A funny thing happens whenever Facebook does anything. People lose it. Change the layout of the profile page, go crazy. Add a new feature, go crazy. Change privacy or use guidelines, REALLY go crazy. But the denizens of Facebook are not quite like everyone else. In their case, "go crazy" means cutting and pasting a worthless paragraph and posting it in a comment to Facebook's note responding to user feedback with proposed changes.
It would be funny if it weren't so ridiculous. I honestly wonder if some Facebook users pasted the response below into the comment and sat in front of their computers feeling very self-satisfied thinking, "That will show Facebook they can't mess with me!" Yes, that will show them.
Last week, I asked a number of questions of Facebook users on this very blog. It appears they have been answered with this nonsense:
In response to the new Facebook guidelines, I hereby declare that my copyright is attached to all of my personal details, status updates, messages, photos, videos,videos, and all other personal content that I post on line (as a result of the Berne Conventions) on my personal profile page, anyone else's page, or any business page. For commercial use of any of the above, my written consent is needed at all times.
Literally, over and over and over again, Facebook users have posted this in response to user guideline changes and on their walls. As I mentioned in my post last week, these responses are simply variations on responses to Facebook that have been regurgitated for years, and I use the term "regurgitated," because they make me throw up in my mouth just a little.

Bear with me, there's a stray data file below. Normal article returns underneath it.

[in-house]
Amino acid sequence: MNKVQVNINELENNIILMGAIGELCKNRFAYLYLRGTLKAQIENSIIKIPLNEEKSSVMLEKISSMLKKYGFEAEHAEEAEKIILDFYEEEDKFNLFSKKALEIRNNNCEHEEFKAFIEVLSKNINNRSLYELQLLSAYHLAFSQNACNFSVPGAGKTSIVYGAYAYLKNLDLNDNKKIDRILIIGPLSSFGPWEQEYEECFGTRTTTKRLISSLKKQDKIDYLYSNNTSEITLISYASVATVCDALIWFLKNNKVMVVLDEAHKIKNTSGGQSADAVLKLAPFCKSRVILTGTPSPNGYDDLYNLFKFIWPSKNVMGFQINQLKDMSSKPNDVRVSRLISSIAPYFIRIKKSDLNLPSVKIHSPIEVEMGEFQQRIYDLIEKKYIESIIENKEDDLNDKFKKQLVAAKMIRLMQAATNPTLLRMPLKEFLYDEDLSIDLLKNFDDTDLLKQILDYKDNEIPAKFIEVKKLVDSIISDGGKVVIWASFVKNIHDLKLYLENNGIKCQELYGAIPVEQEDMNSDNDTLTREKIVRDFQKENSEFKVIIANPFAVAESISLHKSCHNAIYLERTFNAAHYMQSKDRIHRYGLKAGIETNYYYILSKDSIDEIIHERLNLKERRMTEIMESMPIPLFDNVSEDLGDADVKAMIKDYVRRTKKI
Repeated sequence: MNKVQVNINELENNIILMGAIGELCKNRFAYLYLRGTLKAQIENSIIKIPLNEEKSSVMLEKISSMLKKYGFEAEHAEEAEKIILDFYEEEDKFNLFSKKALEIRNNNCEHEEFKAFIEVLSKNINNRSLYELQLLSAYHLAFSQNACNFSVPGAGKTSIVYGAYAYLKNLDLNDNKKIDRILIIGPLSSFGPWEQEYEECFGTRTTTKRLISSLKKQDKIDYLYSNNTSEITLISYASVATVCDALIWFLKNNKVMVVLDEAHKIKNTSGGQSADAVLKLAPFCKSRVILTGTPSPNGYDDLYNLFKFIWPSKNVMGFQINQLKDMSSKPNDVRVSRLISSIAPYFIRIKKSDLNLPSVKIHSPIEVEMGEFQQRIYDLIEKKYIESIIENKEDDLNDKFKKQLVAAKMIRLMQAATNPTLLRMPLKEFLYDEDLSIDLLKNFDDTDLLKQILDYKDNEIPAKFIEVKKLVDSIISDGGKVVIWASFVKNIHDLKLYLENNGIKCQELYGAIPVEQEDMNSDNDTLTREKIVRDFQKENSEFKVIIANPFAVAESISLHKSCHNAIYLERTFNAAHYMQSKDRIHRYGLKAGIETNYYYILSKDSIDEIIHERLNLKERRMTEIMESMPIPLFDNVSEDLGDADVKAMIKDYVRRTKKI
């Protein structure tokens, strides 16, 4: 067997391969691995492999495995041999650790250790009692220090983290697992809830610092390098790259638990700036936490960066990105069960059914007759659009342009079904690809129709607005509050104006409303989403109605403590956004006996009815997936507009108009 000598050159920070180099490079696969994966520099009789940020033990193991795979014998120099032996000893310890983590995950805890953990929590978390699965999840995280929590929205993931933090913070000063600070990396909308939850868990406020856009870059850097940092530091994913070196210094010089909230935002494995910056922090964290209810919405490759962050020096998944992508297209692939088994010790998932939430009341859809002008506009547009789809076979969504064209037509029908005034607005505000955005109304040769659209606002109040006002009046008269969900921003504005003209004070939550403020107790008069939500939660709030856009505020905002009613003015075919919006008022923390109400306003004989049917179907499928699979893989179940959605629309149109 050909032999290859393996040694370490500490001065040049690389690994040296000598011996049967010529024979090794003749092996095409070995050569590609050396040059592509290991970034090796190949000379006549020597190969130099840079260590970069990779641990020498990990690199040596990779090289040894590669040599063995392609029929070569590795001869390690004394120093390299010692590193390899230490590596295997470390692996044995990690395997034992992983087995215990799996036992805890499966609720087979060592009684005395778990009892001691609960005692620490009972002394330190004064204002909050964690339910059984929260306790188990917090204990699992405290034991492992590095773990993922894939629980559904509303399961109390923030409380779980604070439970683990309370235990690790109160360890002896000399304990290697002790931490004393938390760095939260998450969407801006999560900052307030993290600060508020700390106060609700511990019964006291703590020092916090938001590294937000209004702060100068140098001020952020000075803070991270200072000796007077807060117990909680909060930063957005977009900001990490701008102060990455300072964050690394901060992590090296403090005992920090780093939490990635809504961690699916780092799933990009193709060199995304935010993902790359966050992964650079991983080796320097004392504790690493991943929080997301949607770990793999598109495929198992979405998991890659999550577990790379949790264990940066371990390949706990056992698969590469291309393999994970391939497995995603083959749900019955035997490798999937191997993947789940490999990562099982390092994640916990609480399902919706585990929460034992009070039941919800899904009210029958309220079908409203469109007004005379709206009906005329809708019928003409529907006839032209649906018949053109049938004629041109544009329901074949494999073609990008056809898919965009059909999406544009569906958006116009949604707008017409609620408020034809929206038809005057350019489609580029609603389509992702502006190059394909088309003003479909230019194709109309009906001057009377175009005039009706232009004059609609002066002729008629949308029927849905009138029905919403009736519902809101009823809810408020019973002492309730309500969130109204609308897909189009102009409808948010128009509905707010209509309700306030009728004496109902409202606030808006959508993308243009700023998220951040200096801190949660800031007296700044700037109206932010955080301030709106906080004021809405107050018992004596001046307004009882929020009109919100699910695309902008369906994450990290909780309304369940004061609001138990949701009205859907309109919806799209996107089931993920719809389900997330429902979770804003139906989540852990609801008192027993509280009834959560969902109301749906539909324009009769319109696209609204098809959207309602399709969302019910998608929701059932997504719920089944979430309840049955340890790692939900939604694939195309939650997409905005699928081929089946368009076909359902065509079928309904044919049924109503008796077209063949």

With this new one, I'm particularly intrigued by the use of the Berne Convention as a reference point for supposed protection of copyright information. Of course, anyone with ten seconds to Google it will realize that it does not actually cover the Internet or online intellectual privacy issues.
And let me just reference a question I posted last week: Did you honestly think you could post some generic legal language on your wall and be exempt from Facebook rules?
If you like this story, consider signing up for our email newsletters.
SHOW ME HOW
This tells me that there are an awful lot of people on Facebook who don't have the vaguest notion about what constitutes the actual rule of law, which is worrisome.
I'm going to make this VERY simple for you. Facebook is a free service that lets you post information, photos, etc. on it. They are in business to make money, so they will use that information when it helps them achieve that goal. By signing up for Facebook in the first place, you give them the right to do that. You agree to their terms of service and you sign a legally binding agreement that not only will you allow this behavior, but you sanction it.
I know that all your posts about Farmville and photos of you and your high school buddies watching the football game are extremely important and valuable, but if Facebook uses them to make some cash for itself, it's your own fault for posting them in the first place.
And truthfully, there is a very simple way to avoid this problem altogether: Don't post things on Facebook.